Local MLA Adam Olsen (far left), here seen in support of CUPE 441 workers, called the recent strike of support workers in School District No. 63 the most difficult local issue in his political career. (BC Green Party/Submitted)

Local MLA Adam Olsen (far left), here seen in support of CUPE 441 workers, called the recent strike of support workers in School District No. 63 the most difficult local issue in his political career. (BC Green Party/Submitted)

MLA Adam Olsen says school strike on Saanich Peninsula was ‘toughest’ issue of his career

Olsen also questioned approach of provincial government towards education

Local MLA Adam Olsen called the recent strike of support workers in School District No. 63 the most difficult local issue in his political career.

“It was tough in the sense that you have seen this unjust situation evolve, where [SD63] is at a competitive disadvantage that needs to be dealt with, and as it evolves, the difficulty changes,” said Olsen in a year-end-interview with the Peninsula News Review.

“It evolves from being an unjust system that is potentially going to be perpetuated if they just sign another agreement to the impact that it was having on parents and families.”

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Support workers represented by CUPE 441 went on strike between Oct. 28 and Nov. 17, largely over the issue of pay parity.

The strike affected some 7,000 students. It also had a distinct political dimension, as Olsen and New Democratic Education Minister Rob Fleming found themselves trading exchanges in the Legislative Assembly, with Olsen calling on Fleming to resolve the dispute, an appeal that Fleming refused. New Democrats have governed the province as a minority government since summer 2017 with support from three B.C. Greens, including Olsen.

“As government has rightly pointed out, the best place not to negotiate these issues is in the legislature,” said Olsen. The situation in this case impacted a school district that lies mostly within Olsen’s riding of Saanich North and the Islands with some of the school district falling within the riding of New Democrat Lana Popham.

When asked whether the current government would have acted differently if the pay disparity had existed in a school district largely inside a New Democratic riding, Olsen said no.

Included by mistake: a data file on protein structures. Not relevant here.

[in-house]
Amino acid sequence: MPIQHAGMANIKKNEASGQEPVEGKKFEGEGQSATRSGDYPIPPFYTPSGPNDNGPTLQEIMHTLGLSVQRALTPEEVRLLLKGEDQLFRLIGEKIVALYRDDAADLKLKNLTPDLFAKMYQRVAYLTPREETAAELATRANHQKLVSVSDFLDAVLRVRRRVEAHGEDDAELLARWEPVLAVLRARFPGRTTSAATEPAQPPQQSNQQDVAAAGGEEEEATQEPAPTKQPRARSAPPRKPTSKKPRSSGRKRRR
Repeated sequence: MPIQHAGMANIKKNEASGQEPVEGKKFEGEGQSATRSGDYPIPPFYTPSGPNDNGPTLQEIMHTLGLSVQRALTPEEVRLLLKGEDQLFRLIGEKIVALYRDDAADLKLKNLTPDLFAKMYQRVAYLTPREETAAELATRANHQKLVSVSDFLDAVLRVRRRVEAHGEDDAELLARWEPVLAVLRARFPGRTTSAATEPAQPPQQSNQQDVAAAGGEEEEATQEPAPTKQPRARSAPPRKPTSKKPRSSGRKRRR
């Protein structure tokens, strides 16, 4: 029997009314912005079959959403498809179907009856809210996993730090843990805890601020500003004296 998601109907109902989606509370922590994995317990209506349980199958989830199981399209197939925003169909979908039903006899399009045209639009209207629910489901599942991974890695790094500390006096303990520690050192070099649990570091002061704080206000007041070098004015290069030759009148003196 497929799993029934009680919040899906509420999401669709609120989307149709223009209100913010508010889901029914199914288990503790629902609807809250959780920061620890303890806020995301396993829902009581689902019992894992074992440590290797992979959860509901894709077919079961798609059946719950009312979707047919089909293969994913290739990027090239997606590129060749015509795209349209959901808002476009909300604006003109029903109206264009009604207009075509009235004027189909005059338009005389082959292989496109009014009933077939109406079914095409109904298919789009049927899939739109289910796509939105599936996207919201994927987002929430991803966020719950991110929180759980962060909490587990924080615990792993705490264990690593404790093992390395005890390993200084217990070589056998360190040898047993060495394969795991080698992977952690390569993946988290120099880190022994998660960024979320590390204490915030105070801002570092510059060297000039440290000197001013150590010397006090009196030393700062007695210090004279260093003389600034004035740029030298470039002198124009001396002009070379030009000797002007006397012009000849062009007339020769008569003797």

“I want to say that in the strongest possible term, because I don’t think that this was a partisan issue,” said Olsen. “The issues which Minister Fleming faced were real issues. They are not political. They were what they are, because of the decisions they decided to go with overall. But the conditions still exist.

There is an ongoing teachers negotiations and they were certainly watching this. Because they kept education in the [sustainable services negotiating mandate], there are a whole pile of other public service sectors, who were looking at the results of this.”

By way of background, the sustainable services negotiating mandate applies to all public sector employers with unionized employees whose collective agreements expire on or after Dec. 31, 2018.

The three-year framework mandates wage increases of two per cent in each year and includes a “me too” clause which adjusts other public sector agreements if future public sector agreements go beyond the 2-2-2 rule. Olsen added later that the strike was the “last thing in the world” that Popham wanted to deal with. “There was nothing partisan about this,” he said.

“They weren’t trying to hang me out to dry, and I can tell you, if they were, that would be the most inappropriate thing that anybody can do, because there were far too many people who were hurting. I’m pretty certain that this was not the case.”

This said, Olsen also would like to see a different approach towards public education. “I think I have a fundamentally different perspective on how we should be treating public education than my colleagues in the BC NDP,” he said. “I think we have to ask the question as to whether or not public education should be part of the [sustainable services negotiating mandate], whether or not we should be investing much more in the cornerstone of our society.

“Currently, it is being treated just like everybody else.”

While the province might be getting top global marks for its educational system, Olsen said the system is slowly eroding.

“I happen to be pretty well aware of what’s going in my kids’ classrooms,” he said.


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